Gallery View. Courtesy of Rowan University Art Gallery. Photo credit: Constance Mensch

Please walk us through the rest of the show.

The show as a whole functions as a small survey of the artist’s work and represents different moments in her practice. The four self-portraits were created between 2016 – 2018 and are staged environments that resonate as performative and exaggerations of locations that can be either urban or rural. She inserts herself in the scene as a prop surrounded by objects and imagery that push on stereotypes around beauty, race and class. Her collages from 2019 – 2022 build a narrative by using imagery sourced from old lifestyle magazines that depict a nostalgic view of life and family. What was acceptable then, we would no longer be considered appropriate now. For example, in her college Fantasia, she used an advertisement she found for “Wonder Bread” that had a confederate flag stuck to the top of a sandwich. She places it next to a smiling white family to amplify the disconnect that this imagery projects with the reality of the time such as equal rights protests and voter rights. Not so much has changed.

She carries these associative narratives into her installations as well. The installation Black White and Red All Over, for example, was directly inspired by the wallpaper depicting an antebellum setting embracing slavery. When the artist found the paper she thought that it must be really old paper based on the imagery, but it was in fact from the 1970’s. With that knowledge she conceptualized a living room with objects suggesting a type of family that she pictures being comfortable living with this wallpaper.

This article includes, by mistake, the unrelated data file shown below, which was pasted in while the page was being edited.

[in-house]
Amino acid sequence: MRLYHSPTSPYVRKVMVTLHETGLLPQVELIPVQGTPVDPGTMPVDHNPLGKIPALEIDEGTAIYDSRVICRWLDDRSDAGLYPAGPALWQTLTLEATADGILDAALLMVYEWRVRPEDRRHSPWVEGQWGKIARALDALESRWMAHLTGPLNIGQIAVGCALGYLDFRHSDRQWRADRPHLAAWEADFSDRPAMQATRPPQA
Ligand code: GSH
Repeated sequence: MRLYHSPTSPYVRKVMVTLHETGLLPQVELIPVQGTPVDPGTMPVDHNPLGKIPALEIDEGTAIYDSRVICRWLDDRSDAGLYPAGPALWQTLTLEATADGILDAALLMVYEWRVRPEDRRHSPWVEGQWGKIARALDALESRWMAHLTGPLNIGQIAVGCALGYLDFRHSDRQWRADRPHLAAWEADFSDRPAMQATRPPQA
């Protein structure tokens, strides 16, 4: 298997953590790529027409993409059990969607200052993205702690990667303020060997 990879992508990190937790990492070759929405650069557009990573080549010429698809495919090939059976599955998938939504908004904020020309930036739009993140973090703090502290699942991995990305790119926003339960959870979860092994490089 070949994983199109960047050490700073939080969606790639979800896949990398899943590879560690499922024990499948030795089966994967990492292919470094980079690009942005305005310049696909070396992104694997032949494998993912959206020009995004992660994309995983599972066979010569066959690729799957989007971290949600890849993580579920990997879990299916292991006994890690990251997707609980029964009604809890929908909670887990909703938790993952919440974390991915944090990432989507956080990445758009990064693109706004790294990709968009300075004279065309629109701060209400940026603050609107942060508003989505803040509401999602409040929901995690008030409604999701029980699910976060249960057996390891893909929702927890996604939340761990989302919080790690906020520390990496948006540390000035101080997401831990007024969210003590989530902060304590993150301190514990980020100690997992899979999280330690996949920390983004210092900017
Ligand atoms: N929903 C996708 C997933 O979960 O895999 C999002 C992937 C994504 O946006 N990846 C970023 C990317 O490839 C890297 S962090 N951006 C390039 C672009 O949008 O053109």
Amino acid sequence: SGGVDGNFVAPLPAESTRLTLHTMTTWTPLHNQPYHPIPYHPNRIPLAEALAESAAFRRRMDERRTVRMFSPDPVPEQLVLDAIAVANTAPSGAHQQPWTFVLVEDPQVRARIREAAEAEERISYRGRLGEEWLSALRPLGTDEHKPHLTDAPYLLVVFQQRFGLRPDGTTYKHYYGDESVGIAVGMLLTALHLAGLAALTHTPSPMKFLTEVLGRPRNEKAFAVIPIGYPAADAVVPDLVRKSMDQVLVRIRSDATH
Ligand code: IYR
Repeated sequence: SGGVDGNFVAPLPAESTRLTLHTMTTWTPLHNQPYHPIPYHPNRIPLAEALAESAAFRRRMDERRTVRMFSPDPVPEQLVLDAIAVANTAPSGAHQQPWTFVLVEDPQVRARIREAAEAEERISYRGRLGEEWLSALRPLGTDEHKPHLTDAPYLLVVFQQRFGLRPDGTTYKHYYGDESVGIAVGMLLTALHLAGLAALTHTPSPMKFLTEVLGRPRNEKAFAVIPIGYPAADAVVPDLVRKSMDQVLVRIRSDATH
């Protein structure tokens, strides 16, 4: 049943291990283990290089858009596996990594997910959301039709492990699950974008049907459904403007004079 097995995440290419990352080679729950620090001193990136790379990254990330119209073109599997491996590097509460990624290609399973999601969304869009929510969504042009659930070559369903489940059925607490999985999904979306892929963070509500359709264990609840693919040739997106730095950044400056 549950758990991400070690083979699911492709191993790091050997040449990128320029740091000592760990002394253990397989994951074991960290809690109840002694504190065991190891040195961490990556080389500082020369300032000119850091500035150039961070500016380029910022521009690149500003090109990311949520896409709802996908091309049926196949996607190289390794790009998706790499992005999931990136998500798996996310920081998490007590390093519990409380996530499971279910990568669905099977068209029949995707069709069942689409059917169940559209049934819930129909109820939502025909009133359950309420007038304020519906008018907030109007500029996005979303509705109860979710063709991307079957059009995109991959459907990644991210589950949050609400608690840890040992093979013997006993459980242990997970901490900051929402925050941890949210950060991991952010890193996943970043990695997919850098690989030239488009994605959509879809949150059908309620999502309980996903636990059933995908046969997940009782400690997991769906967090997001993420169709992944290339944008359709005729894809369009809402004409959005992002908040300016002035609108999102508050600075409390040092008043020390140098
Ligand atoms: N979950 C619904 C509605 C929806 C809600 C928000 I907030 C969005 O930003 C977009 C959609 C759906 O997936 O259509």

Essentially, her work mirrors her experience growing up in both a white world and a black one, where she has witnessed that most white people have a narrow perception of Blackness. She feels her work addresses a reality that impacts every community and assumes a level of responsibility of having her art function as a provocation and activism.

Fantasia, (detail) 2020, Mixed media collage on panel, 41.5 x 48 x 1 inches. Courtesy of Rowan University At Gallery. Photo credit: Constance Mensch

Can you share a bit on what is going “behind the scene” in Rowan University Art gallery – what is the process of selecting art, what advice would you give to artists?

As a university art gallery our schedule is very much tied into the academic year. Our season, as I call it, is primarily between September through May. This allows us to produce at least 4 major exhibitions per year with smaller, more local types of programming during the summer, and our second gallery on campus we call the Center For Art And Social Engagement.